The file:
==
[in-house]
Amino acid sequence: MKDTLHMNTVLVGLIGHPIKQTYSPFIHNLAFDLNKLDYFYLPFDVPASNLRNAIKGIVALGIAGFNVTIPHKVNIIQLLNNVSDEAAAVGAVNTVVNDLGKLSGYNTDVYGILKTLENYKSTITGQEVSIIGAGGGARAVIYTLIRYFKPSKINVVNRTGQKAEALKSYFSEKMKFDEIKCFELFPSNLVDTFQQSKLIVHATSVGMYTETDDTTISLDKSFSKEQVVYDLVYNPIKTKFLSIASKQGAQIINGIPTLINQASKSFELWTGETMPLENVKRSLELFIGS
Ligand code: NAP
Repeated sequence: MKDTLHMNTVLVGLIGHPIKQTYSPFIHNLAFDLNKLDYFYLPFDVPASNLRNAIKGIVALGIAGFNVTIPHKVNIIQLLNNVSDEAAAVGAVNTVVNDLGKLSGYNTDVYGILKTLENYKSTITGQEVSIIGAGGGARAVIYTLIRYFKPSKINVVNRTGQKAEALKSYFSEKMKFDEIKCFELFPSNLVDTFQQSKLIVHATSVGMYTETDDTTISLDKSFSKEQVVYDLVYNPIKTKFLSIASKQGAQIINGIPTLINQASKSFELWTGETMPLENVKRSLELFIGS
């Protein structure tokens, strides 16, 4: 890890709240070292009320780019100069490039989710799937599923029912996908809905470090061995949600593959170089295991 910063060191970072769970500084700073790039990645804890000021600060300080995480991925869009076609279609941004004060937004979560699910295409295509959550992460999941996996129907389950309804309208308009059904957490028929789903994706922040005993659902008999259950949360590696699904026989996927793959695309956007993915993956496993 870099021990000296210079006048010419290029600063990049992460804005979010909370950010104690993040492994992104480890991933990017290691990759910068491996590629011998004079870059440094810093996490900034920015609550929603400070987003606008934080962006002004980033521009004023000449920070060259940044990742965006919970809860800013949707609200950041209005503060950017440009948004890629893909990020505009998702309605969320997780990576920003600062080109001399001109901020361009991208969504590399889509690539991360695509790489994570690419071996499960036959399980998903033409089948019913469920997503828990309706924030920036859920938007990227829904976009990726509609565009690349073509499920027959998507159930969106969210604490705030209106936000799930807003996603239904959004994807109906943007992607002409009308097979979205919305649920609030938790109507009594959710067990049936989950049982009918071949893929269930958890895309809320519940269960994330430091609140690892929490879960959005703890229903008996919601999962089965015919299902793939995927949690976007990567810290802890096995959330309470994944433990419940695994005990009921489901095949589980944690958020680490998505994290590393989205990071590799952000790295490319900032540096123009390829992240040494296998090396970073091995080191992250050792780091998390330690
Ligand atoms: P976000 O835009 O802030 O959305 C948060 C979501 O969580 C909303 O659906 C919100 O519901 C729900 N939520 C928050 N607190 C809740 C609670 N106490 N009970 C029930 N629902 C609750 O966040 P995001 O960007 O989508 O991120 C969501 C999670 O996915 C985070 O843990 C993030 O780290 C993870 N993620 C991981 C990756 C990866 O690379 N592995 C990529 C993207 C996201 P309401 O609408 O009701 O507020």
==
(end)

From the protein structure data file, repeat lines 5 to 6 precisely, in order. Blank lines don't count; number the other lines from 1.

């Protein structure tokens, strides 16, 4: 890890709240070292009320780019100069490039989710799937599923029912996908809905470090061995949600593959170089295991 910063060191970072769970500084700073790039990645804890000021600060300080995480991925869009076609279609941004004060937004979560699910295409295509959550992460999941996996129907389950309804309208308009059904957490028929789903994706922040005993659902008999259950949360590696699904026989996927793959695309956007993915993956496993 870099021990000296210079006048010419290029600063990049992460804005979010909370950010104690993040492994992104480890991933990017290691990759910068491996590629011998004079870059440094810093996490900034920015609550929603400070987003606008934080962006002004980033521009004023000449920070060259940044990742965006919970809860800013949707609200950041209005503060950017440009948004890629893909990020505009998702309605969320997780990576920003600062080109001399001109901020361009991208969504590399889509690539991360695509790489994570690419071996499960036959399980998903033409089948019913469920997503828990309706924030920036859920938007990227829904976009990726509609565009690349073509499920027959998507159930969106969210604490705030209106936000799930807003996603239904959004994807109906943007992607002409009308097979979205919305649920609030938790109507009594959710067990049936989950049982009918071949893929269930958890895309809320519940269960994330430091609140690892929490879960959005703890229903008996919601999962089965015919299902793939995927949690976007990567810290802890096995959330309470994944433990419940695994005990009921489901095949589980944690958020680490998505994290590393989205990071590799952000790295490319900032540096123009390829992240040494296998090396970073091995080191992250050792780091998390330690
Ligand atoms: P976000 O835009 O802030 O959305 C948060 C979501 O969580 C909303 O659906 C919100 O519901 C729900 N939520 C928050 N607190 C809740 C609670 N106490 N009970 C029930 N629902 C609750 O966040 P995001 O960007 O989508 O991120 C969501 C999670 O996915 C985070 O843990 C993030 O780290 C993870 N993620 C991981 C990756 C990866 O690379 N592995 C990529 C993207 C996201 P309401 O609408 O009701 O507020």